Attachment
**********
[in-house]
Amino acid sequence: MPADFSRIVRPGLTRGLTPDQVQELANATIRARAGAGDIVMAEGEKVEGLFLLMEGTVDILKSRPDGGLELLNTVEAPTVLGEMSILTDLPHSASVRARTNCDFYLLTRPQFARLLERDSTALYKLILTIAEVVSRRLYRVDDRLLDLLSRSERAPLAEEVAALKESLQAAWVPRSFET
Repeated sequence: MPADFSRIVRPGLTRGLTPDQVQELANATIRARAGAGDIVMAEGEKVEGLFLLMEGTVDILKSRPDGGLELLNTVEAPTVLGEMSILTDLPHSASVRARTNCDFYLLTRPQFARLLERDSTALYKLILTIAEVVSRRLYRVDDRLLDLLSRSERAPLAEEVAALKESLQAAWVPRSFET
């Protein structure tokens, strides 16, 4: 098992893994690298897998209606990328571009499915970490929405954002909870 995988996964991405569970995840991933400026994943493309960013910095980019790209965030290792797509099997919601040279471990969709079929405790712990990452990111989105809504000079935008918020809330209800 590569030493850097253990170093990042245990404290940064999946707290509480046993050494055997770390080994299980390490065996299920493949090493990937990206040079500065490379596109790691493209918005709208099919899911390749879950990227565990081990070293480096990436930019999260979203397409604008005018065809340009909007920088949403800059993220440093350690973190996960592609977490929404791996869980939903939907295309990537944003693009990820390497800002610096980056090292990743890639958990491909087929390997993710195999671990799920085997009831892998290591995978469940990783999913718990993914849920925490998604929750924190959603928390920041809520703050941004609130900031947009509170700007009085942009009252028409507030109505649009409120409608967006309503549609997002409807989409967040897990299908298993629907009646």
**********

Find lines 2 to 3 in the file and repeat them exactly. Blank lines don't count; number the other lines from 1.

Amino acid sequence: MPADFSRIVRPGLTRGLTPDQVQELANATIRARAGAGDIVMAEGEKVEGLFLLMEGTVDILKSRPDGGLELLNTVEAPTVLGEMSILTDLPHSASVRARTNCDFYLLTRPQFARLLERDSTALYKLILTIAEVVSRRLYRVDDRLLDLLSRSERAPLAEEVAALKESLQAAWVPRSFET
Repeated sequence: MPADFSRIVRPGLTRGLTPDQVQELANATIRARAGAGDIVMAEGEKVEGLFLLMEGTVDILKSRPDGGLELLNTVEAPTVLGEMSILTDLPHSASVRARTNCDFYLLTRPQFARLLERDSTALYKLILTIAEVVSRRLYRVDDRLLDLLSRSERAPLAEEVAALKESLQAAWVPRSFET